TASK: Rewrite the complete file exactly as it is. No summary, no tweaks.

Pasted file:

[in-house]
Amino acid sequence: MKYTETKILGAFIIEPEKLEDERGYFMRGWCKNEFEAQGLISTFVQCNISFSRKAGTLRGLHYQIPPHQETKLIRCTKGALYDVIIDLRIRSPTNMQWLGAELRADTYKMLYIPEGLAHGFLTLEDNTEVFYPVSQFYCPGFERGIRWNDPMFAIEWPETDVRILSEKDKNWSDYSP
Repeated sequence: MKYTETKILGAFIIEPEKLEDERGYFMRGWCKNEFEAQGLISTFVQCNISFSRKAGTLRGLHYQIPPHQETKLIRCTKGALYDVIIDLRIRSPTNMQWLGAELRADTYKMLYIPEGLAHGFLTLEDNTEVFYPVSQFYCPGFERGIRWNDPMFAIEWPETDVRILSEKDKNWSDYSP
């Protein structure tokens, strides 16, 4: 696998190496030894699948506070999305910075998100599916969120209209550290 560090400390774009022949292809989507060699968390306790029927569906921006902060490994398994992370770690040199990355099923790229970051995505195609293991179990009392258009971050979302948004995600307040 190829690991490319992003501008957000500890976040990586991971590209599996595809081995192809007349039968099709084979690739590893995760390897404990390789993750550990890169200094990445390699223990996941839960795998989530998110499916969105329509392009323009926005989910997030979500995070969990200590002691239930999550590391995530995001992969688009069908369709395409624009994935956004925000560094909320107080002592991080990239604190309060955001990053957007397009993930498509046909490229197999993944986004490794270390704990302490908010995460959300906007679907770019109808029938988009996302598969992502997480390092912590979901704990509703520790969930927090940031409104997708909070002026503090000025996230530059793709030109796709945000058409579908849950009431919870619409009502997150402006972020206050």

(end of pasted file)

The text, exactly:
[in-house]
Amino acid sequence: MKYTETKILGAFIIEPEKLEDERGYFMRGWCKNEFEAQGLISTFVQCNISFSRKAGTLRGLHYQIPPHQETKLIRCTKGALYDVIIDLRIRSPTNMQWLGAELRADTYKMLYIPEGLAHGFLTLEDNTEVFYPVSQFYCPGFERGIRWNDPMFAIEWPETDVRILSEKDKNWSDYSP
Repeated sequence: MKYTETKILGAFIIEPEKLEDERGYFMRGWCKNEFEAQGLISTFVQCNISFSRKAGTLRGLHYQIPPHQETKLIRCTKGALYDVIIDLRIRSPTNMQWLGAELRADTYKMLYIPEGLAHGFLTLEDNTEVFYPVSQFYCPGFERGIRWNDPMFAIEWPETDVRILSEKDKNWSDYSP
């Protein structure tokens, strides 16, 4: 696998190496030894699948506070999305910075998100599916969120209209550290 560090400390774009022949292809989507060699968390306790029927569906921006902060490994398994992370770690040199990355099923790229970051995505195609293991179990009392258009971050979302948004995600307040 190829690991490319992003501008957000500890976040990586991971590209599996595809081995192809007349039968099709084979690739590893995760390897404990390789993750550990890169200094990445390699223990996941839960795998989530998110499916969105329509392009323009926005989910997030979500995070969990200590002691239930999550590391995530995001992969688009069908369709395409624009994935956004925000560094909320107080002592991080990239604190309060955001990053957007397009993930498509046909490229197999993944986004490794270390704990302490908010995460959300906007679907770019109808029938988009996302598969992502997480390092912590979901704990509703520790969930927090940031409104997708909070002026503090000025996230530059793709030109796709945000058409579908849950009431919870619409009502997150402006972020206050």